‘The ‘filler’ plants will be used to fill in any gaps and can be either evergreen or deciduous – perennials and flowers are good choices for ‘filler’ plants.
‘The ‘spiller’ plants will spill over the edges of your pot and can be either evergreen or deciduous – trailing plants such as ivy, sedums or alyssum are good choices.’
3. Water your plants
When you are happy with your arrangement, give your plantings plenty of water – you want the soil to remain moist, but never soggy or drenched.
4. Finish the winter container
Adding decorative accents such as pebbles, pinecones, or even lights and festive decorations can add a unique final flourish to your winter container design – see the Tonulax Solar Garden Lights (opens in new tab) and Lily Solar Flower Lights (opens in new tab) for some lighting inspiration.
What can you plant in a winter container?
Your chosen plants and flowers must be able to withstand the cold temperatures of the winter months. Some of the best types of plants and flowers to use in your container are evergreens, grasses, berries, and colorful annuals.
Carmen Johnston, owner of Bespoke Garden Plans (opens in new tab) says, ‘one of my go-to containers for winter combines my three T’s, tall, thick and trailing. This will work for a variety of containers including a classic, square fiberglass planter. Layer an Ivy Topiary, Cyclomen, Variegated Ivy, Lime Green Heuchera and Holly Fern. The Cyclomen looks great for the holidays and will last until spring! Begin with the ivy, add Cycolmen, fill in with the rest of the plant material.’
See our list below for some guidance on what you can plant in your winter container:
- Lamb’s Ear
- Creeping Jenny
- Coral Bells
- Ivy Topiary
- Variegated Ivy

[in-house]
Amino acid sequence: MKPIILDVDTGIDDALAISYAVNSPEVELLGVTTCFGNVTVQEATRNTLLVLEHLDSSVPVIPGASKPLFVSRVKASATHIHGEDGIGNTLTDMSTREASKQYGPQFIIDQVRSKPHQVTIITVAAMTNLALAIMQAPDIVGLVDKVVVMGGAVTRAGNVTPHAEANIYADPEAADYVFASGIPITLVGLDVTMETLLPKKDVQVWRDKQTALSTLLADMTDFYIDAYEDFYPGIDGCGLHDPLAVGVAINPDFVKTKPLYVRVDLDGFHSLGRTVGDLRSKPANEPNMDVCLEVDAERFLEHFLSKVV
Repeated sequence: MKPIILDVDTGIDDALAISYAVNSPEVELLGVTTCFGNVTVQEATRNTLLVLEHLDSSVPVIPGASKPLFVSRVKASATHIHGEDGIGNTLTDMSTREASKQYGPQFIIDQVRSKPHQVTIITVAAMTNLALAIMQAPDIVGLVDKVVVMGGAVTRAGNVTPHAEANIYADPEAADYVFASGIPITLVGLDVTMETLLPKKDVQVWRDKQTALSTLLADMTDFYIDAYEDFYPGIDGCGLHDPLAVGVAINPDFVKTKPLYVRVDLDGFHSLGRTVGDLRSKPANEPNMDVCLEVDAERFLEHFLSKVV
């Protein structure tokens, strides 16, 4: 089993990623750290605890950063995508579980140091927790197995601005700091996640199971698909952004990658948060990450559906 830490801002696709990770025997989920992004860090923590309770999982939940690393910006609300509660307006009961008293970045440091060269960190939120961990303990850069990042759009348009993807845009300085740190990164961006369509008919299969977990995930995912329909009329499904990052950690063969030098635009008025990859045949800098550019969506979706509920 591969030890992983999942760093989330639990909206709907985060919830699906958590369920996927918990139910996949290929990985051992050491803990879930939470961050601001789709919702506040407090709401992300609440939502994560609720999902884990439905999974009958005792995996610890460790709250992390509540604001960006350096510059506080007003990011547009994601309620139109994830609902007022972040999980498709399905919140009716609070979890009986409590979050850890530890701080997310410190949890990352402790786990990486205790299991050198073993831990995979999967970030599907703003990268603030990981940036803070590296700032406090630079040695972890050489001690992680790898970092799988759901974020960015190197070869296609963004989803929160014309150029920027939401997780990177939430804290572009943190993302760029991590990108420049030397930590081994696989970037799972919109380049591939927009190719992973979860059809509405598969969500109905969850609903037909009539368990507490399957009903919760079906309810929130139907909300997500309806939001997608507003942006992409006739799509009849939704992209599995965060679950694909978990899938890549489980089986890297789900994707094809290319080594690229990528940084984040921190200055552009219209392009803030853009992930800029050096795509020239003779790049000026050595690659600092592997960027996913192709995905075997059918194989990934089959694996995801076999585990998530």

- Lime Green Heuchera
- Holly Fern
- Euonymus Fortunei
- Dwarf Conifer
- Pittosporum Tobira
- Dwarf Alberta Spruce
- Erica Carneac
- Caultheria Procumbens
How do you make winter container arrangements?
Stefan Bucur says, ‘winter containers are very forgiving and require little maintenance and practically no water. Because of this, a lot of gardeners find their winter containers to be a free spirited project. For winter containers, the more plants and decorative elements, the better. Choose one plant to be the main center focus and use the others to accentuate the plant. You can also add in branches, pine cones, and even ornaments for a festive touch.’
A winter container is the ideal place to get creative with beautiful contrasting textures and colors, creating an eye-catching display of plants and flowers in your outdoor space.
Lindsey Hyland, gardening expert and the founder of Urban Organic Yield (opens in new tab) also suggests to ‘make sure to use a variety of textures and colors to create a pleasing arrangement. When selecting plants, be sure to choose varieties that will thrive in the conditions you will provide them, such as hardiness zone and amount of sunlight. You can also use plants with interesting bark, berries or other ornamental features to add interest.’
How you arrange your winter container is of course, completely up to you, however, the helpful tips and expert advice included in this guide will ensure that you have all of the right knowledge and equipment for a successful winter container design.